This April 22 marks the 51st annual Earth Day. I remember as a kid in elementary school that we would do activities such as planting trees and flowers, learning about how to reduce waste (although recycling wasn’t common back then), and (gasp!) watching filmstrips about environmental impacts in far-flung places around the world- who remembers being the lucky kid who got to advance the film at each bell ring? This year for Earth Day, I thought it would be fun to look at activities that are going on to raise awareness about sustainable living, decreasing carbon dioxide output, and other climate and environmental issues.
Earth Day began in 1970 after Senator Gaylord Nelson (Wisconsin) announced his idea for a teach-in on college campuses to bring awareness and energy to environmental issues. Very soon, the idea took off and numerous groups and individuals collaborated to protest against oil spills, pollution due to factories, toxic dumps, and other negative environmental impacts brought on by decades of development. Support for the movement was found across both sides of the political divide, across high and low incomes, and across rural and urban dwellers. The creation of the Environmental Protection Agency in 1970 was a direct result of the movement, as was the Clean Water Act, passed two years later (https://www.earthday.org/history/).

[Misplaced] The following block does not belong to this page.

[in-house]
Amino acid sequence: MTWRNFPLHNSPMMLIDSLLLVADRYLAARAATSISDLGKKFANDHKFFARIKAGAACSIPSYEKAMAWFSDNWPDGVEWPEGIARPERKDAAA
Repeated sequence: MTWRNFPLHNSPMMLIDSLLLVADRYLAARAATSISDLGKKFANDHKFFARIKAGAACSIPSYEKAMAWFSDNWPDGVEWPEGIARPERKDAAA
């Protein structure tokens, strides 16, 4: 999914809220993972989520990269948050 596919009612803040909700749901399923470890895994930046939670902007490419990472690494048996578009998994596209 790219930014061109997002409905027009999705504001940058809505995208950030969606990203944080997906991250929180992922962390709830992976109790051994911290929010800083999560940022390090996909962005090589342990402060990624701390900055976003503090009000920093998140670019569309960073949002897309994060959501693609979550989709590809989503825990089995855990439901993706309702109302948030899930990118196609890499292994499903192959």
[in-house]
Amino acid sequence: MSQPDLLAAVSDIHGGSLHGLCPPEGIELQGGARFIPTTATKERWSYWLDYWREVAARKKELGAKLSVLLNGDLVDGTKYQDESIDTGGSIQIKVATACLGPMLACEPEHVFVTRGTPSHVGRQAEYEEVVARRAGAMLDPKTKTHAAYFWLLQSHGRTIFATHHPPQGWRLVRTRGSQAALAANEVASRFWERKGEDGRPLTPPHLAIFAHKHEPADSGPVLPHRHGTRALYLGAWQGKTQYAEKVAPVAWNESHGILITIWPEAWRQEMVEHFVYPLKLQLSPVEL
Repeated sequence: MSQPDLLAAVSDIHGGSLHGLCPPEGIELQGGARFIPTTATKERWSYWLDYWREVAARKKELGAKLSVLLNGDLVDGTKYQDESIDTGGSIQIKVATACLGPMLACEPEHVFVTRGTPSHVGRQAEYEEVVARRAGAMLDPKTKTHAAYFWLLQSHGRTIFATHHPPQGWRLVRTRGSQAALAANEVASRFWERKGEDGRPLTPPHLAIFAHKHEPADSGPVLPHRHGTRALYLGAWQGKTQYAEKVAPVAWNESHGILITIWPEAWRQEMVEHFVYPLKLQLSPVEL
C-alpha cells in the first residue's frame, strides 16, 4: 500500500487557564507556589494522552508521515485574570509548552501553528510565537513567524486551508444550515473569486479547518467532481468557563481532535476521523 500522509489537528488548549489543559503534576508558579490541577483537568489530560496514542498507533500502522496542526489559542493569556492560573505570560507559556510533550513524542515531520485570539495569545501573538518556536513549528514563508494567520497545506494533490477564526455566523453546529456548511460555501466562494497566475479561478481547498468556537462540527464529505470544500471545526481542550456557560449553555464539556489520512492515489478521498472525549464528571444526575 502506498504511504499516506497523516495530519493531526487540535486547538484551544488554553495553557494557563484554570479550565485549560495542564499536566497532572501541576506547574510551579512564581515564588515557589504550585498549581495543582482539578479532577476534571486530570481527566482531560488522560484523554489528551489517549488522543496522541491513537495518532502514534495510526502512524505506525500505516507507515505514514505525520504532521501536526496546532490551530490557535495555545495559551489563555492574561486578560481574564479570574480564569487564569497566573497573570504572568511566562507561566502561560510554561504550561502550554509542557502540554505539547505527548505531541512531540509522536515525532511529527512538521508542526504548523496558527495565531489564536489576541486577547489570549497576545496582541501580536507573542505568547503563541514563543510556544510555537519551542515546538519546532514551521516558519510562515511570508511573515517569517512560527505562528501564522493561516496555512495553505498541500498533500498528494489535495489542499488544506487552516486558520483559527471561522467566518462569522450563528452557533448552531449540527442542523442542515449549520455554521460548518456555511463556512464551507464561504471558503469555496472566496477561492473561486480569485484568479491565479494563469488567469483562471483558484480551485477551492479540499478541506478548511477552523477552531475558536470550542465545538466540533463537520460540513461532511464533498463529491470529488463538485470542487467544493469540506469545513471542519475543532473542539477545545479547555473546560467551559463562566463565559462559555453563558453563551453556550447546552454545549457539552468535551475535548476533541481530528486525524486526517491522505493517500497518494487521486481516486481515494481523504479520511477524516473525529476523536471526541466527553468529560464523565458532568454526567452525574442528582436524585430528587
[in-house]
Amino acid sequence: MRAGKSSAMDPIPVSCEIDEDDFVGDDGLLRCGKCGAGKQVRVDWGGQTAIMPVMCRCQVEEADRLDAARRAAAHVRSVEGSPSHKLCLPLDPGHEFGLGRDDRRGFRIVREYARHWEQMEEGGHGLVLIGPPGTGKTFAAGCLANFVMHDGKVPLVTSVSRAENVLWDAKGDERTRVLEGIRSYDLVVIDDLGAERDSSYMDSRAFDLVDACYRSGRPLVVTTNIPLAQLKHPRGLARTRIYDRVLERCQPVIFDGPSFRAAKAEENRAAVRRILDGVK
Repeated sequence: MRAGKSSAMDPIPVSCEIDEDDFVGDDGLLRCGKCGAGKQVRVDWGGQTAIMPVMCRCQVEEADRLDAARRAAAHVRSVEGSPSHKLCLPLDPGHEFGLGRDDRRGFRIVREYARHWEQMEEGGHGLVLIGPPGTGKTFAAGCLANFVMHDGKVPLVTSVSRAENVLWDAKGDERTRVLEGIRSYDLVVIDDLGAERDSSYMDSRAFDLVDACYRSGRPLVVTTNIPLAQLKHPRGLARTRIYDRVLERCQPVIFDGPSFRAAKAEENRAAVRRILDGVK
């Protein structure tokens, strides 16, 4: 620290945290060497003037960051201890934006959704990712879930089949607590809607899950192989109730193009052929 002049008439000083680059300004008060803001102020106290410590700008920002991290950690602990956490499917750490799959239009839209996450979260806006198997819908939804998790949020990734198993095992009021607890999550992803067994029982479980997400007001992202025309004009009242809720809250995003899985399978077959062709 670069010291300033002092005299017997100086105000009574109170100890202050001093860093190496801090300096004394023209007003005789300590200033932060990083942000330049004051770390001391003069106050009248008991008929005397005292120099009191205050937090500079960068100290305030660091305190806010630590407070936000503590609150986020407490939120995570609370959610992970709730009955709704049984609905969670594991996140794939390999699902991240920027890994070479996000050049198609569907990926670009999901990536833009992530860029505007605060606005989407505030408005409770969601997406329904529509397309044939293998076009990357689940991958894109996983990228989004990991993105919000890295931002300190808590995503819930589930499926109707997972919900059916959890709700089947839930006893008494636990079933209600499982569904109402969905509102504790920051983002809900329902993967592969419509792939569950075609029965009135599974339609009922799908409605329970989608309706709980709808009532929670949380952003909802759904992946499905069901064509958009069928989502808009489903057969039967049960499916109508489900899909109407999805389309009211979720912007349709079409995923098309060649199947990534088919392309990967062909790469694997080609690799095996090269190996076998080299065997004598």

This year, Earthday.org is hosting a three day event (April 20-22) with ways for many to participate. A youth summit will take place on April 20, on April 21 a multilingual summit will address the importance of education, and on Earth Day, April 22, there will be a live digital event with workshops, panels, and performances. You can click on this link to see a map of events occurring around the world, and events can still be registered to appear on the map as well.
There are so many other resources for anyone looking to educate themselves about the environment or learn about steps they can take to live more sustainably on a personal or community level. Climate Central is a great resource to learn about how scientists are diagnosing changes in the climate – real science is explained in a simple, easy-to-understand manner (something we at STM are passionate about!!!), and there are numerous graphics to look at as well. Every statistic is sourced and often includes references to the original research.
At Project Drawdown, you can find this helpful resource which covers numerous ways to reduce carbon sources and increase carbon sinks (such as trees!). For each category, such as agriculture, electricity, transportation, and others, there are specific actions which are environment-friendly, and discussion about the impacts each can have.
NOAA has some great resources to learn about climate change and personal responsibility. Here, you can learn about how humans influence our climate. The videos and activities are geared for teachers and students, but are really helpful for anyone looking to learn more. The NOAA Climate Resilience Toolkit is a very easy-to-use website which has volumes of information on building climate resilience. You can learn about specific risks in your community by playing with their various tools, and also find applicable, practical steps you can take (individually and as a community) to address environmental concerns which are most relevant to you in your area.
The bottom line is that all of us can make small adjustments to how we live more sustainably. It is so easy to think that what we as one person, one family are doing doesn’t really have an impact, but the science shows that the reverse is true. This Earth Day, see if you can come up with one or two ways that you and your family can take steps toward this goal.